Up Front by Emma Hart

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Up Front: Oh, Grow Up

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  • James Butler,

    My wife and I are 30, and we'll have a teenage son next year. Guess which path to adulthood we won't be encouraging?

    Auckland • Since Jan 2009 • 801 posts Report Reply

  • Russell Brown,

    With two boys on the spectrum, we find this stuff particularly perplexing. We know they'll develop in different ways, and be "late bloomers", but we really have no idea of where they're supposed to be at. I would say that our younger son, who still has issues with emotional control, in some ways has greater emotional maturity and self-knowledge than some of the "adults" I have had to work for as managers.

    Auckland • Since Nov 2006 • 18957 posts Report Reply

  • James Butler, in reply to Russell Brown,

    I would say that our younger son, who still has issues with emotional control, in some ways has greater emotional maturity and self-knowledge than some of the “adults” I have had to work for as managers.

    That's interesting - do you think that some of this might come from having had to confront and analyse his own emotions from a relatively early age? Someone on twitter the other day said something like "Cognitive [or Dialectical? can't remember] Behavioural Therapy should be taught in high school". It can be pretty interesting comparing the behaviours of people who have mental illnesses or other emotional disorders and know they need to deal with this stuff, and "normal" functioning adults who don't, and don't. It's not always flattering to the latter.

    Auckland • Since Jan 2009 • 801 posts Report Reply

  • David Cormack,

    My wife and I are running into this head-first (not for our children, but for ourselves). She's just turned 30 and I'm a spring chicken of 28. We've had plenty of discussions recently about what it means to be an "adult". We're married, we own a house and we have middle-class professional jobs. Are we adults? We don't feel like adults.

    A lot of our friends are now starting to have kids. That kinda makes them adults. But again we don't feel like some of them are properly adults. You know who are adults? Our freaking parents. Those farkers are ollllllld. But not us. We'll be young forever.

    I'm so confused.

    Suburbia, Wellington • Since Nov 2006 • 216 posts Report Reply

  • Bart Janssen,

    sounds like you keep them locked in the basement…

    You say that like it’s a bad thing.

    Auckland • Since Nov 2006 • 3414 posts Report Reply

  • DeepRed,

    I’m 34, and my marital status is best described as single but eligible. Yet somehow I’m still 27-30 at heart.

    The southernmost capital … • Since Nov 2006 • 4351 posts Report Reply

  • Russell Brown, in reply to David Cormack,

    Are we adults? We don’t feel like adults.

    Dude. I'm 50. And I still get that all the time.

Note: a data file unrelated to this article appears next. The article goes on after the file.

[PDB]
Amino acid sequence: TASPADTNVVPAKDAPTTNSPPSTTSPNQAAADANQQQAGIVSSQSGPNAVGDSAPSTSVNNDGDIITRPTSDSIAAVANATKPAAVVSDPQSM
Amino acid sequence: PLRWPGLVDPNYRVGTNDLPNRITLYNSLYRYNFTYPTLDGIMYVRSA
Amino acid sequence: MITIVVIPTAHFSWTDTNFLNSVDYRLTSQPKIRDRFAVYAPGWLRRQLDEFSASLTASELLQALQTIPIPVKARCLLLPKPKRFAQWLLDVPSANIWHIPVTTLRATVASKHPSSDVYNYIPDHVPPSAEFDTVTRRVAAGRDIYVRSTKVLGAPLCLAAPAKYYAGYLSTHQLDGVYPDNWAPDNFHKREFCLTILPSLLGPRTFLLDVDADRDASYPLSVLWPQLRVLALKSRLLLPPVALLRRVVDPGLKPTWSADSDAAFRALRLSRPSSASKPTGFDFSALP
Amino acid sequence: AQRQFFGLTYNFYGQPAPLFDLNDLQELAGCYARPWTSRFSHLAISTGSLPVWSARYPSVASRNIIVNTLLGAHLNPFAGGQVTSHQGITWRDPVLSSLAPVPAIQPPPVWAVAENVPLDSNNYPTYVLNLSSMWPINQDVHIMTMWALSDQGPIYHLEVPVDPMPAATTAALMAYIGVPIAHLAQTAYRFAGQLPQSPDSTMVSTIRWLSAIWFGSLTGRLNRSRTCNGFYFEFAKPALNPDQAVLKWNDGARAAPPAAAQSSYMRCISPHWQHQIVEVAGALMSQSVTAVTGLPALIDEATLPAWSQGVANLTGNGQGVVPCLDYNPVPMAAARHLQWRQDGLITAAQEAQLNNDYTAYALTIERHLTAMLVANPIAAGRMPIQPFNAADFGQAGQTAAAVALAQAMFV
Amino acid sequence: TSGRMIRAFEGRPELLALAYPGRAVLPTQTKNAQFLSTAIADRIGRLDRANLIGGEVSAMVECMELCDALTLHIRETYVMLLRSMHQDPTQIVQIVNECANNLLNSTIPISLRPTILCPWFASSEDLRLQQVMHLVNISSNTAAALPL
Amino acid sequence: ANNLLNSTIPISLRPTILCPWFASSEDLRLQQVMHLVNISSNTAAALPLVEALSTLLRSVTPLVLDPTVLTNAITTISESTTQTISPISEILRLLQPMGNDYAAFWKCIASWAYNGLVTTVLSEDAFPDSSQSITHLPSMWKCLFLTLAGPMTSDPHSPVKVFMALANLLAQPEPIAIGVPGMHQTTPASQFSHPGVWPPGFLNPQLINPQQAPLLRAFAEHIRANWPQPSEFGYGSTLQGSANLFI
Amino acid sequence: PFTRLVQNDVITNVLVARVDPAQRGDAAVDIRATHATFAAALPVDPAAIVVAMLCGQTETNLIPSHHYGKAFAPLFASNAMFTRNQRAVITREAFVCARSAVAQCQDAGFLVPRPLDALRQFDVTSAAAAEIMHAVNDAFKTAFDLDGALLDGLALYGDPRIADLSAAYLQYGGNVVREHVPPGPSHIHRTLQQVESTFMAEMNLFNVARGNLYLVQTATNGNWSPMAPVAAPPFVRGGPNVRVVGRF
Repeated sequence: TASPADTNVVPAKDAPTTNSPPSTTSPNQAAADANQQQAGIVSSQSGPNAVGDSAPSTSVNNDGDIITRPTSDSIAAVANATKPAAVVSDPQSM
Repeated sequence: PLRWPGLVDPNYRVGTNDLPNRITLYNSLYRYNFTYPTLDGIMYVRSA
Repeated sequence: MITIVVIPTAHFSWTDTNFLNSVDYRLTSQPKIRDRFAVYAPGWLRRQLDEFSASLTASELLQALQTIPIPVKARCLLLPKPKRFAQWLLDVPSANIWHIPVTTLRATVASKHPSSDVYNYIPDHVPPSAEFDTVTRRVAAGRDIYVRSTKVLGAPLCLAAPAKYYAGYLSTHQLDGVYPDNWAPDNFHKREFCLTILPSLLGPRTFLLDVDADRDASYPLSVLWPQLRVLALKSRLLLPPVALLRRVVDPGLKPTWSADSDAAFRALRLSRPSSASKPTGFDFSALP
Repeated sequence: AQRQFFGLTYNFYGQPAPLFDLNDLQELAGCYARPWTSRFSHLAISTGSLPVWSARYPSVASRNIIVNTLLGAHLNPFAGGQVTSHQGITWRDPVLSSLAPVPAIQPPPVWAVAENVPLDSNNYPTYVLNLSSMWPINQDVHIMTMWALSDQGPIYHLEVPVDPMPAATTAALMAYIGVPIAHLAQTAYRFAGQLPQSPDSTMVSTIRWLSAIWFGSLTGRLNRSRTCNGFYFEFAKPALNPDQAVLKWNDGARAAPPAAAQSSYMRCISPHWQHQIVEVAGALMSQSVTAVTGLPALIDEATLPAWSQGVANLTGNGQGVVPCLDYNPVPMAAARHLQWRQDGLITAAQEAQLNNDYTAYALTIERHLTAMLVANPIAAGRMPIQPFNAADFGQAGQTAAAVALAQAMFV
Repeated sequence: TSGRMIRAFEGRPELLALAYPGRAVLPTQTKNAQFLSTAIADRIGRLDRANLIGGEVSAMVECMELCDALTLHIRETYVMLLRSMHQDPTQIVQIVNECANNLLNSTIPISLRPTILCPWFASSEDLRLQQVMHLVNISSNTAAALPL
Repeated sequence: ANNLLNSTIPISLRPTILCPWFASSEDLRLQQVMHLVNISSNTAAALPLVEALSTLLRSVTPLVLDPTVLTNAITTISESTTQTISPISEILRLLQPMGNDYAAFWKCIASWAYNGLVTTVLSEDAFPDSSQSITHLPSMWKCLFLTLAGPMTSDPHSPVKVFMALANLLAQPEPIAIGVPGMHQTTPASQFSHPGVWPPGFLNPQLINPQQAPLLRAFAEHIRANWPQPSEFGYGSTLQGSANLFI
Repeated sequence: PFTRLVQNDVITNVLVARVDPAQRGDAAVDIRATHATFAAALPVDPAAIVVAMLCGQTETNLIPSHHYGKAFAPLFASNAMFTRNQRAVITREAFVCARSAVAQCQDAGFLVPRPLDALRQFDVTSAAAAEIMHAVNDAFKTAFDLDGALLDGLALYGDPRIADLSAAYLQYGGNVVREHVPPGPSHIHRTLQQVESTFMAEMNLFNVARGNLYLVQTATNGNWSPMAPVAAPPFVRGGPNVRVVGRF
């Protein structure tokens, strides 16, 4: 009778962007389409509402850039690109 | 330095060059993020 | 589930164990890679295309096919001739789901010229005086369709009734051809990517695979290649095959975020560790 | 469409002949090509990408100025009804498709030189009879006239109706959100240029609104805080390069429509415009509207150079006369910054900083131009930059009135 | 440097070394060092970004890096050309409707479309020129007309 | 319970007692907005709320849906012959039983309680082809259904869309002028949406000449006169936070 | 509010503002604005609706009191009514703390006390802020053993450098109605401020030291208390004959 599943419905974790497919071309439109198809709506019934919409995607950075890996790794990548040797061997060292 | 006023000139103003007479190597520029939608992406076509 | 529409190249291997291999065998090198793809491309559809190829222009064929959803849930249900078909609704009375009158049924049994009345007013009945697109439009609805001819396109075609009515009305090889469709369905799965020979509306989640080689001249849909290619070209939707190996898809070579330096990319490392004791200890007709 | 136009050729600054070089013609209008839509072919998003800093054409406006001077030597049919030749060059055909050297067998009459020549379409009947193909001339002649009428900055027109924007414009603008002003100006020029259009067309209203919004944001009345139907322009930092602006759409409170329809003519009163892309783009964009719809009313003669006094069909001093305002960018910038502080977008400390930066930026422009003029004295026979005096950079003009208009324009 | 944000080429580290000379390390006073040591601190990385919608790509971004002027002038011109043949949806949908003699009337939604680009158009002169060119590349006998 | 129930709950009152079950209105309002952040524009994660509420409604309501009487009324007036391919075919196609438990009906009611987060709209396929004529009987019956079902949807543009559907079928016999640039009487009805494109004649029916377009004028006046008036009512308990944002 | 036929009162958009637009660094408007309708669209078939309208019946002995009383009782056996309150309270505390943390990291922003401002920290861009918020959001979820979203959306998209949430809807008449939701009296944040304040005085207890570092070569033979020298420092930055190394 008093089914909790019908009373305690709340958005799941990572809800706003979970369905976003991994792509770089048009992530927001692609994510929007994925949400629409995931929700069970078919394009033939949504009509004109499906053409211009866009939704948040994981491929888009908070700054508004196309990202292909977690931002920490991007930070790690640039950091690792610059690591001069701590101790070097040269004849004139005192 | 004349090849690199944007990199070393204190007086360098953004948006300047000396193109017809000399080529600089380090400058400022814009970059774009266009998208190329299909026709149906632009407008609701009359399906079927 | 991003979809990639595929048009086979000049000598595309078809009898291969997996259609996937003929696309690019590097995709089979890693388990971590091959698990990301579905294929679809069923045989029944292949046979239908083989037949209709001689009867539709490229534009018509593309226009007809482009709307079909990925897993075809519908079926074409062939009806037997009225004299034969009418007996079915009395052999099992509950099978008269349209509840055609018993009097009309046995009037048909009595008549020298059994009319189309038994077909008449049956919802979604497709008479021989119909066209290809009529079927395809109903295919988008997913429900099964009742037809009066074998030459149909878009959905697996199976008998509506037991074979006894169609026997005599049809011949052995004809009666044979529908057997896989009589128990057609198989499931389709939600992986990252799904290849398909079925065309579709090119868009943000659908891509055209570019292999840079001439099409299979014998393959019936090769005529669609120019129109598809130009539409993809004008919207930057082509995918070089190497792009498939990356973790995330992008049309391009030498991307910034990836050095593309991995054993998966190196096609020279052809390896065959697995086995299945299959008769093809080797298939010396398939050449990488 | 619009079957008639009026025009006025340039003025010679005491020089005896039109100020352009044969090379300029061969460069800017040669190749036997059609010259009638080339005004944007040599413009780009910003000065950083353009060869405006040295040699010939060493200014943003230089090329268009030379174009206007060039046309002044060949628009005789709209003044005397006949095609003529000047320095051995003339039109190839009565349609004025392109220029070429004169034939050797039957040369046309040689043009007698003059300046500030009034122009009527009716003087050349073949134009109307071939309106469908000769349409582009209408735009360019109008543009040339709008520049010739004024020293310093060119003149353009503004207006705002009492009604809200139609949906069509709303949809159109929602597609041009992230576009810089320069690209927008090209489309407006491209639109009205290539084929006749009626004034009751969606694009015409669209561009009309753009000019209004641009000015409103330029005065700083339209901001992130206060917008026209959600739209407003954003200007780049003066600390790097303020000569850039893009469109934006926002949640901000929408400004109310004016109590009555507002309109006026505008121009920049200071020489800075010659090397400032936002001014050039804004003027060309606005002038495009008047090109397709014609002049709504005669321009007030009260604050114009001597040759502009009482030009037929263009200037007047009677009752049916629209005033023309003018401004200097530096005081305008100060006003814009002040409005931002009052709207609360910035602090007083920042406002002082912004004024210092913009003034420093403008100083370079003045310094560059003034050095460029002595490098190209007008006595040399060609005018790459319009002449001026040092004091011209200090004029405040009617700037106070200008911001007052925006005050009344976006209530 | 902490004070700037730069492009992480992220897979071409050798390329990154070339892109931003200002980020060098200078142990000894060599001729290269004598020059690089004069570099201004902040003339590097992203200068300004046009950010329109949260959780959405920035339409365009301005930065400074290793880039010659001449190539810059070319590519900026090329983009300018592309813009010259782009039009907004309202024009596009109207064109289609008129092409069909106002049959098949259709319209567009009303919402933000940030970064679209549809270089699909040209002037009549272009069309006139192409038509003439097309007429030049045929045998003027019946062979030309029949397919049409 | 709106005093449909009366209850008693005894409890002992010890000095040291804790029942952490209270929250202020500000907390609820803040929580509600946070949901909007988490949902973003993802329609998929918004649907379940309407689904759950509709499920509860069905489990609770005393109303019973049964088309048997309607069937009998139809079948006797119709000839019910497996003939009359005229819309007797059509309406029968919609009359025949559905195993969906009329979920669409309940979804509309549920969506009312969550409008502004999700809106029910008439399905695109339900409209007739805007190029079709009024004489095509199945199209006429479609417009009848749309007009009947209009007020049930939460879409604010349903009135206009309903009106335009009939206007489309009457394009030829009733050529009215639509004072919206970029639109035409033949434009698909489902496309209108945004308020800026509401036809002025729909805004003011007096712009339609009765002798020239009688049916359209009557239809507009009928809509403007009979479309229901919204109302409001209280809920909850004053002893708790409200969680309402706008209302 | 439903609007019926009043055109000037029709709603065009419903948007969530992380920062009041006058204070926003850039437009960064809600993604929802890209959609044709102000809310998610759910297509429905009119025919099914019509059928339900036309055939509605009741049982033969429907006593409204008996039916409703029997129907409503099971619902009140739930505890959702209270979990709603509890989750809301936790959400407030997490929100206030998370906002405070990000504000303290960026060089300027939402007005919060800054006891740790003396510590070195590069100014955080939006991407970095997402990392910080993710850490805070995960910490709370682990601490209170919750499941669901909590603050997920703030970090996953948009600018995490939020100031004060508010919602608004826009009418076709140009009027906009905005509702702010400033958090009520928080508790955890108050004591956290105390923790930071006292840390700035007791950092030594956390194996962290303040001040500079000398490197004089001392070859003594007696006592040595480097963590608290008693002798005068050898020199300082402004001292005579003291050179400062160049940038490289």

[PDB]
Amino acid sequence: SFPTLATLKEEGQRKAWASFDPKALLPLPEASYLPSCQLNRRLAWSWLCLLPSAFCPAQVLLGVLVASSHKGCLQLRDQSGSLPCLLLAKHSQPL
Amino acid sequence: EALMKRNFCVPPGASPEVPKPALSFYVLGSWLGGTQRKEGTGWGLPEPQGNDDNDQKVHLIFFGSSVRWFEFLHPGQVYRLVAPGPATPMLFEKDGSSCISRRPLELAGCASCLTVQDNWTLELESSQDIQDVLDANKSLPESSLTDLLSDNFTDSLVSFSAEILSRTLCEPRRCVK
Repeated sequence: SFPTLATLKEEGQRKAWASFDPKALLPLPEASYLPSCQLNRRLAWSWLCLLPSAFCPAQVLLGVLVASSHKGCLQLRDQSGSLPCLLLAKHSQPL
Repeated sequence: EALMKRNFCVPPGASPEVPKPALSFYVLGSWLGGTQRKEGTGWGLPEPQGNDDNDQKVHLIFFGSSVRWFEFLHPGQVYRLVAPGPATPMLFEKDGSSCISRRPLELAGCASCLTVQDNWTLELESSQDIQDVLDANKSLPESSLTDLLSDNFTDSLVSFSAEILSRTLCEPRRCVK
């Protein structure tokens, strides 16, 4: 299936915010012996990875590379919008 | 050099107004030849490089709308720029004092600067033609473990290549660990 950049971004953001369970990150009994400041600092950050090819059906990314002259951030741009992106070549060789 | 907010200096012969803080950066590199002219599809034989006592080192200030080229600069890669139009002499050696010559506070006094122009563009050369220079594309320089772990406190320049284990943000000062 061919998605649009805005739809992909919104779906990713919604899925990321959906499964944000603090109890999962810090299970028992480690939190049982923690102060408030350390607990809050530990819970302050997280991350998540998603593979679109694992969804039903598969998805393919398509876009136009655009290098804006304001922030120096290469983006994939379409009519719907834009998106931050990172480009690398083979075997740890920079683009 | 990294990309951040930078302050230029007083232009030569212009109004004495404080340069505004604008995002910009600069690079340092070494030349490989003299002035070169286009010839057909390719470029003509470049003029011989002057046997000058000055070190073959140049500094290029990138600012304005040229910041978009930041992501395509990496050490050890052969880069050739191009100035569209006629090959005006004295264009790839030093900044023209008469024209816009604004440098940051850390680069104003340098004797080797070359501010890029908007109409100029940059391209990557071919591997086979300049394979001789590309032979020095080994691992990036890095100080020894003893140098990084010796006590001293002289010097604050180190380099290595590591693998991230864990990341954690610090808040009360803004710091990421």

Auckland • Since Nov 2006 • 18957 posts Report Reply

  • David Cormack, in reply to Russell Brown,

    Thank god I have another two decades of irresponsibility then.

    Suburbia, Wellington • Since Nov 2006 • 216 posts Report Reply

  • Russell Brown, in reply to James Butler,

    That’s interesting – do you think that some of this might come from having had to confront and analyse his own emotions from a relatively early age?

    More likely from innate innocence of the kind of high-school bullshit noted by Emma. We tend to forget the behaviour towards others that apparent grown-ups justify in themselves when they feel insecure or under pressure.

    Auckland • Since Nov 2006 • 18957 posts Report Reply

  • David Cormack,

    edit at least another two decades…

    Suburbia, Wellington • Since Nov 2006 • 216 posts Report Reply

  • Emma Hart, in reply to Russell Brown,

    Are we adults? We don’t feel like adults.

    Dude. I'm 50. And I still get that all the time.

    "Everybody" does. At some time in my mid-twenties (by which time I already had kids) I had a conversation with friends and suddenly realised that I wasn't the only person who felt like they were faking being a grown-up, and at some point I was going to get called out on it.

    Christchurch • Since Nov 2006 • 4369 posts Report Reply

  • Bart Janssen, in reply to David Cormack,

    A lot of our friends are now starting to have kids

    Some of our friends kids are about to have 21st birthday parties!

    That means I must be an adult right? I've worn a tie I think twice in my life. I don't own a business suit, but my brother wears one every day. I've only ever owned one house. I still like playing games. I still want toys for my birthday.

    Adult? Me? wadryatalkinabout?

    Auckland • Since Nov 2006 • 3414 posts Report Reply

  • Emma Hart, in reply to Russell Brown,

    We tend to forget the behaviour towards others that apparent grown-ups justify in themselves when they feel insecure or under pressure.

    Yeah, there is careless behaviour that comes from a lack of empathy, and there is vicious behaviour that comes from knowing how someone will feel, and deliberately hurting them. My daughter went through some horrible Teenage Girl Shit at the end of last year. I want to be able to say to her, "It's never going to be that hard again. Adults don't behave like that." Gods I wish that were true.

    Christchurch • Since Nov 2006 • 4369 posts Report Reply

  • David Cormack,

    Maybe it's because adult carries with it a weight of responsibility that we don't want to absorb. If we want to be reckless we can. This must mean we're not adults right?

    suddenly realised that I wasn’t the only person who felt like they were faking being a grown-up, and at some point I was going to get called out on it

    Emma, I'm relieved someone else has that fear because I'm sure that one day, someone is going to call me out and go "Hey Dave, you don't really know what you're doing in life do you?" at which point my entire world view crumbles.

    Suburbia, Wellington • Since Nov 2006 • 216 posts Report Reply

  • Bart Janssen,

    I think of all those things to learn saying "I'm sorry" is the hardest and most important of all.

    I think I got the hang of it by about 30, not actually saying it, just knowing I should be saying it.